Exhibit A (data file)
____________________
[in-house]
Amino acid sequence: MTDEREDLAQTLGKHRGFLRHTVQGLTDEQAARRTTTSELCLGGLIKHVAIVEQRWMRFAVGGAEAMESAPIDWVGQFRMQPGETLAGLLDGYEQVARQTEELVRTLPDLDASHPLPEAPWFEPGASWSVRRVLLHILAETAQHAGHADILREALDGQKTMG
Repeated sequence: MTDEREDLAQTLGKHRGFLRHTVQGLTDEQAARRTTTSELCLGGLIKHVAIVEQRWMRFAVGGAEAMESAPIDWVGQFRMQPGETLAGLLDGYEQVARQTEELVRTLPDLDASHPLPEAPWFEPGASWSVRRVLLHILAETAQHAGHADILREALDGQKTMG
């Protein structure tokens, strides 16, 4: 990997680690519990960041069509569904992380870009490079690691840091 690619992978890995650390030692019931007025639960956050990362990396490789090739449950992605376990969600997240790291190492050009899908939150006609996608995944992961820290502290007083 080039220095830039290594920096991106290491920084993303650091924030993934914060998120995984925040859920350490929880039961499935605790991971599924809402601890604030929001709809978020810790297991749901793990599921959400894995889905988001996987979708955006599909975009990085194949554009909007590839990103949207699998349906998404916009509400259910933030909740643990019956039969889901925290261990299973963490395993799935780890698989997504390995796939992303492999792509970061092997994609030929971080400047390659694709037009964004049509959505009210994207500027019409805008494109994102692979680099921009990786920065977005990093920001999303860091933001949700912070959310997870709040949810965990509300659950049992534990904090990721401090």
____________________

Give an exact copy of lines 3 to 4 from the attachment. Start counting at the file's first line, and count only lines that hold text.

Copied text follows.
Repeated sequence: MTDEREDLAQTLGKHRGFLRHTVQGLTDEQAARRTTTSELCLGGLIKHVAIVEQRWMRFAVGGAEAMESAPIDWVGQFRMQPGETLAGLLDGYEQVARQTEELVRTLPDLDASHPLPEAPWFEPGASWSVRRVLLHILAETAQHAGHADILREALDGQKTMG
């Protein structure tokens, strides 16, 4: 990997680690519990960041069509569904992380870009490079690691840091 690619992978890995650390030692019931007025639960956050990362990396490789090739449950992605376990969600997240790291190492050009899908939150006609996608995944992961820290502290007083 080039220095830039290594920096991106290491920084993303650091924030993934914060998120995984925040859920350490929880039961499935605790991971599924809402601890604030929001709809978020810790297991749901793990599921959400894995889905988001996987979708955006599909975009990085194949554009909007590839990103949207699998349906998404916009509400259910933030909740643990019956039969889901925290261990299973963490395993799935780890698989997504390995796939992303492999792509970061092997994609030929971080400047390659694709037009964004049509959505009210994207500027019409805008494109994102692979680099921009990786920065977005990093920001999303860091933001949700912070959310997870709040949810965990509300659950049992534990904090990721401090």